New Brunswick is seeking a legal opinion on whether it can make COVID-19 vaccination mandatory for long-term care home employees and other health-care workers, says Premier Blaine Higgs.
The province is also considering identifying long-term care homes where an insufficient number of workers have received the vaccine, so families can decide if it's safe to put their loved ones there, he said.
Roughly 66 per cent of long-term care staff across the province have received at least one dose of a vaccine, according to figures released by the government on Monday.
That's up from about 59 per cent a few weeks ago, but not as high as Higgs was hoping.
He's "concerned," he said, and searching for solutions. Vaccination as a condition of employment is one idea being explored.
"That's a question that has been asked … and I don't have an opinion yet."
The province does not have a mandatory vaccination policy, "and that's not, you know, certainly on the table at this point," said Higgs.
He noted, however, that there are cases where people have to meet certain work requirements. He cited the example of long-term care home workers donning COVID-19 protective equipment throughout the pandemic.
"So is it a stretch to say, well, in this vulnerable population, you know, [COVID vaccination] may be a condition of employment" when employers have an obligation to ensure residents are safe?
"So the nuance in all this is, again, balancing out what's safe and right for the residents and then people who want to come to work but have a real particular issue with vaccines, because, again, we've got a situation where, you know, the availability of workers is short."
Sharon Teare, president of the New Brunswick Council of Nursing Home Unions, which represents workers in 51 of the province's 70 nursing homes, was disappointed to learn of the premier's "harsh comments."
"I don't think taking a heavy-handed approach and threatening in that way is the avenue that our government should go," she said.
Teare said she can't speak for all of the 566 facilities, many of which are non-unionized, but believes most workers are willing to get immunized. Some have simply faced barriers to access, she said.
For example, until recently, they had to book appointments through their regional health authority, rather than their local pharmacy, and had to travel as much as an hour and a half to a clinic, said Teare.
That's because pharmacies are restricted to eligible age groups, not priority groups determined by the province. But as of this week, eligibility has opened up to all New Brunswickers aged 18 and older.
Teare expects that will help improve vaccination rates among workers and contends the government should allow more time to "see some successes through those avenues" instead of "shaming and blaming."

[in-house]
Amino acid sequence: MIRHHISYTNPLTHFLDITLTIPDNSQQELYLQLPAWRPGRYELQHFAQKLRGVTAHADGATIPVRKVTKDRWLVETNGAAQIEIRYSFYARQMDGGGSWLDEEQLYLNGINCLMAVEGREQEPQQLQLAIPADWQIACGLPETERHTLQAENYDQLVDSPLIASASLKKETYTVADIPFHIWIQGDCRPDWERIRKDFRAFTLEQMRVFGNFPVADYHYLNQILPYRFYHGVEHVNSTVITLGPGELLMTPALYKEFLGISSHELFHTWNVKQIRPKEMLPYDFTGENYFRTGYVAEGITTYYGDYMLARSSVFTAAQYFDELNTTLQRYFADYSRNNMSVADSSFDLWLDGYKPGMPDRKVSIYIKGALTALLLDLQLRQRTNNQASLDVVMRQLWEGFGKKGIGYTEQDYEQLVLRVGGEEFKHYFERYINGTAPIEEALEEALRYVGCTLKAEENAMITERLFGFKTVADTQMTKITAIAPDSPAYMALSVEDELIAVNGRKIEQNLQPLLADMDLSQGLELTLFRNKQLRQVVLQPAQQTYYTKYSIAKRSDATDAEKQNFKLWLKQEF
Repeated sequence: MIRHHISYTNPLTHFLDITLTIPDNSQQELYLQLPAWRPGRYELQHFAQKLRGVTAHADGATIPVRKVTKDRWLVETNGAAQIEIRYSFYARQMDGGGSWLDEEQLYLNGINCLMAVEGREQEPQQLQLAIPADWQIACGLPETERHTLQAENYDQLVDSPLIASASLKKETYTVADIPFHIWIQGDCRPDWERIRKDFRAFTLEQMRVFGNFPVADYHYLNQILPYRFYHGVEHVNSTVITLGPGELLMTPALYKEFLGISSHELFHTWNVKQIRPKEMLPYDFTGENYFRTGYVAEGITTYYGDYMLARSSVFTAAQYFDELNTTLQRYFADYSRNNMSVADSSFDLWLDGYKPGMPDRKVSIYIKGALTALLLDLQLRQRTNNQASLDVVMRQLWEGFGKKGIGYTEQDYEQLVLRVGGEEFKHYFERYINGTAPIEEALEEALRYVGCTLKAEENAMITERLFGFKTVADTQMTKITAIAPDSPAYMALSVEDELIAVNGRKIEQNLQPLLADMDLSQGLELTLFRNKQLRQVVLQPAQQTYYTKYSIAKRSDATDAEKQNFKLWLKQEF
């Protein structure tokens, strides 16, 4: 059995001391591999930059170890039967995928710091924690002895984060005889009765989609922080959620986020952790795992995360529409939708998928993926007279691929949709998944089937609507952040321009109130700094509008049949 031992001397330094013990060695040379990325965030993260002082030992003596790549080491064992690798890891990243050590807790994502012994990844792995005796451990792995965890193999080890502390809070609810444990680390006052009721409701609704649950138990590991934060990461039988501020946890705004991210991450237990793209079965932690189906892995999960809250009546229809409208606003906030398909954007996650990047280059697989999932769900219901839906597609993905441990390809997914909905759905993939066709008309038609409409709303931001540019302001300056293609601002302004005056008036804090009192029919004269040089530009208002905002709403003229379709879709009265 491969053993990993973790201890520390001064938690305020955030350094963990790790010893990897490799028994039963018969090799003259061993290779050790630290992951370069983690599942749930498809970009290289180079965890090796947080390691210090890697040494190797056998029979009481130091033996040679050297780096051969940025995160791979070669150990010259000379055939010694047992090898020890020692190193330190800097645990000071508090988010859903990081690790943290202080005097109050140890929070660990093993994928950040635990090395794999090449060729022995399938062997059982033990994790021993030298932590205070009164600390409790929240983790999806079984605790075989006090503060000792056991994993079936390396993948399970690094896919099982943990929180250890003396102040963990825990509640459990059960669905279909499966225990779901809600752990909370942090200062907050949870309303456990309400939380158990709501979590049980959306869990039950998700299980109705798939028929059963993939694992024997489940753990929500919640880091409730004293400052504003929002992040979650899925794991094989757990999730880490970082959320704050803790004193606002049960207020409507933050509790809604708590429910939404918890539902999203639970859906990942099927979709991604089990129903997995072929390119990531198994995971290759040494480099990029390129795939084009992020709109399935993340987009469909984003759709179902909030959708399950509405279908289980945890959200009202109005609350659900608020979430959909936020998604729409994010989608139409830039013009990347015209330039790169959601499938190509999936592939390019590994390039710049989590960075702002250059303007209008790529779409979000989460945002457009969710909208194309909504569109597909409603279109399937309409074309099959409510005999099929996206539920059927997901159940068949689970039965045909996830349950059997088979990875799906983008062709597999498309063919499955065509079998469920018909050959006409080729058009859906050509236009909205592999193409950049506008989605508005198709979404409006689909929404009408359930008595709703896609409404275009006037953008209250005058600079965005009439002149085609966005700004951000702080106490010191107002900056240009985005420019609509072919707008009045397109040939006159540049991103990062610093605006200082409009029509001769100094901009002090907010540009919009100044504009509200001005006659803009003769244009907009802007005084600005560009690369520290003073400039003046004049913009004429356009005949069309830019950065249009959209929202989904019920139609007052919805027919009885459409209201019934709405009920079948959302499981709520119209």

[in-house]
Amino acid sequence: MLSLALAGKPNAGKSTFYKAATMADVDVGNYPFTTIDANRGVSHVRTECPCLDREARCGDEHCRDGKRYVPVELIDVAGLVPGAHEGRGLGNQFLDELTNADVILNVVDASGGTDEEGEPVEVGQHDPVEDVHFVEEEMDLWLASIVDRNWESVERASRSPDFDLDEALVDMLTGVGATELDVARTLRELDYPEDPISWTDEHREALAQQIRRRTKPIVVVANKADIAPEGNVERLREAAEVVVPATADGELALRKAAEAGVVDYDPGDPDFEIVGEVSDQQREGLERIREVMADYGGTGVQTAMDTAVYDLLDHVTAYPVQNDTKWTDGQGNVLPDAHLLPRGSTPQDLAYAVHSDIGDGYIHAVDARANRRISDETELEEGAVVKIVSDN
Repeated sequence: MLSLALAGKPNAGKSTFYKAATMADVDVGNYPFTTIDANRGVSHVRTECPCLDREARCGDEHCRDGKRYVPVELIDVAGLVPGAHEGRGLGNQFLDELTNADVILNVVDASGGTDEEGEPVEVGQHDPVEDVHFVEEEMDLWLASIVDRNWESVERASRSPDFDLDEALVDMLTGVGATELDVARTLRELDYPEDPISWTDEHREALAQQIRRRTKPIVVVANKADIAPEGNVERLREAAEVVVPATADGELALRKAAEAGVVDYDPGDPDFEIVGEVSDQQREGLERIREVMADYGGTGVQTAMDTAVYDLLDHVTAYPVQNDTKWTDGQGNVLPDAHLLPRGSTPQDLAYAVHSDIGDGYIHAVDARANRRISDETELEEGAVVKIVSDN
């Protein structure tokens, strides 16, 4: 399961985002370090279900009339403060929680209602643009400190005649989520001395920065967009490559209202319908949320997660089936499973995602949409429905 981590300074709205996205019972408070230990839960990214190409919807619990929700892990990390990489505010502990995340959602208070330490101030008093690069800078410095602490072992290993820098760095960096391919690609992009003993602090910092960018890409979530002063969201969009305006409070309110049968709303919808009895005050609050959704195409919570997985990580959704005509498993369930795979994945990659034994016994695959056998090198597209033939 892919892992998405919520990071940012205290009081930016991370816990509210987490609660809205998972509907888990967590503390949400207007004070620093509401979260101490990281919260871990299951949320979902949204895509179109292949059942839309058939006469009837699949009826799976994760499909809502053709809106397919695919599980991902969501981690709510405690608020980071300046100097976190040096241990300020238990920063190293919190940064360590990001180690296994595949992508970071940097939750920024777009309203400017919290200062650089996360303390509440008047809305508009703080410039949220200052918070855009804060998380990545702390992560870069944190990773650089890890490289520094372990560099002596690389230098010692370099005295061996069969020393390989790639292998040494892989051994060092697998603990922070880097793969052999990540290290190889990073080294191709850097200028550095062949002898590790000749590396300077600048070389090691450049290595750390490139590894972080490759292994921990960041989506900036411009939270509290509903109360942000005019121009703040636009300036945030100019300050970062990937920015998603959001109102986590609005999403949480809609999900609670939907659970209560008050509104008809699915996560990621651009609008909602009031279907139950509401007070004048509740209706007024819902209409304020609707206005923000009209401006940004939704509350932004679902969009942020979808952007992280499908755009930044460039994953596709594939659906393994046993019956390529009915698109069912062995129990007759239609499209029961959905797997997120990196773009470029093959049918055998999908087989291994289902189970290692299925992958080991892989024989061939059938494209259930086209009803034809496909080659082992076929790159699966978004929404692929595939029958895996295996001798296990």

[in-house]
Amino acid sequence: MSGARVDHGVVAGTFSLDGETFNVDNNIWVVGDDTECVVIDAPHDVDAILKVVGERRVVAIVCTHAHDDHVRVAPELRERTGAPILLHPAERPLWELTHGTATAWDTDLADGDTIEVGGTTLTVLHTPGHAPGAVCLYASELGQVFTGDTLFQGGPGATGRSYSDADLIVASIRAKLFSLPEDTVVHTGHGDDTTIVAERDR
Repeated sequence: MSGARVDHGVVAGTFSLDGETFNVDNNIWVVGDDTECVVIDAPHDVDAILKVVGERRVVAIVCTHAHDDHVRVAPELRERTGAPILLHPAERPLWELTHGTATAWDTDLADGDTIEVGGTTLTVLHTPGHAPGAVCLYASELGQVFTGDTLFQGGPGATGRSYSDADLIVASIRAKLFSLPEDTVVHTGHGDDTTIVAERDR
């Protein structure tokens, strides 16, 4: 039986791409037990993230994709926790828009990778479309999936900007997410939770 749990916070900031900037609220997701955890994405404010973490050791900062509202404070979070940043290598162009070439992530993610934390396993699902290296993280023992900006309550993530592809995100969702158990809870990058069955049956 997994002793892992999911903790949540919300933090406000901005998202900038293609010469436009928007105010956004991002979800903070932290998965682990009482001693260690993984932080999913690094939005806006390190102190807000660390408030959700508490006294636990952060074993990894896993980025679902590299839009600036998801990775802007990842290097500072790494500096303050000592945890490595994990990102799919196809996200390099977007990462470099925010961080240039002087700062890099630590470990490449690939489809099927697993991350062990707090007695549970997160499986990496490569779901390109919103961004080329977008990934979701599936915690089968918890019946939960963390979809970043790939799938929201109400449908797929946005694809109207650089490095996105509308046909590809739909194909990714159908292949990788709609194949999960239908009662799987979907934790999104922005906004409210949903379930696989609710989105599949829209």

Long-term care staff were among the first priority groups when the province's vaccination roll out began in December.
Asked about families who have concerns about the risks to their loved ones and how much longer they should be expected to wait, Teare said she understands.
"I as an individual would have those same concerns. But we also have to recognize the government must also do their part as well."
Teare said government should focus on education and providing "factual information" about COVID vaccines.
In addition, while nursing home workers get paid leave to get the vaccine, not all long-term care home workers do.
"I think we have to collectively work together to make sure that there's a process in place to rolling out the vaccines and the accessibility is there. And who knows better how to get there than those who work on the front lines?"
Teare, who works as a resident attendant, said she has received a dose, even though she has an autoimmune disorder and previously avoided the flu vaccine.
"My personal opinion on all of this is that we have to do what's in the best interests of our seniors that we care for. And being vaccinated is one of those avenues if you do not have any … compromised or underlying issues that would prevent you from doing so."
Jan Seely, president of the New Brunswick Special Care Homes Association, could not immediately be reached for comment.
We'll continue to ramp up the pressure. - Blaine Higgs, premier
Higgs said he wants to be "proactive" and "constructive" in finding ways to encourage the long-term care workers to be vaccinated.
"I just don't understand why this is difficult, really."
The province will "do what's necessary" to ensure the workers get vaccinated, he said, including travelling to vaccinate.
"So we'll continue to ramp up the pressure here."
The province releases few details about the cases, citing confidentiality, but Department of Health spokesperson Bruce Macfarlane said the person was not a resident of a long-term care facility. He did not immediately respond to questions about whether the person had received any COVID vaccines.
At least six residents of Pavillon Beau-Lieu, a special care home in Grand Falls, where there's a COVID outbreak, have died.
Of the five other residents who died earlier this month, four had received at least one dose of vaccine, and one of them had both doses, Macfarlane had previously confirmed. No details about the vaccine history of the sixth person, whose death was announced Tuesday, have been released.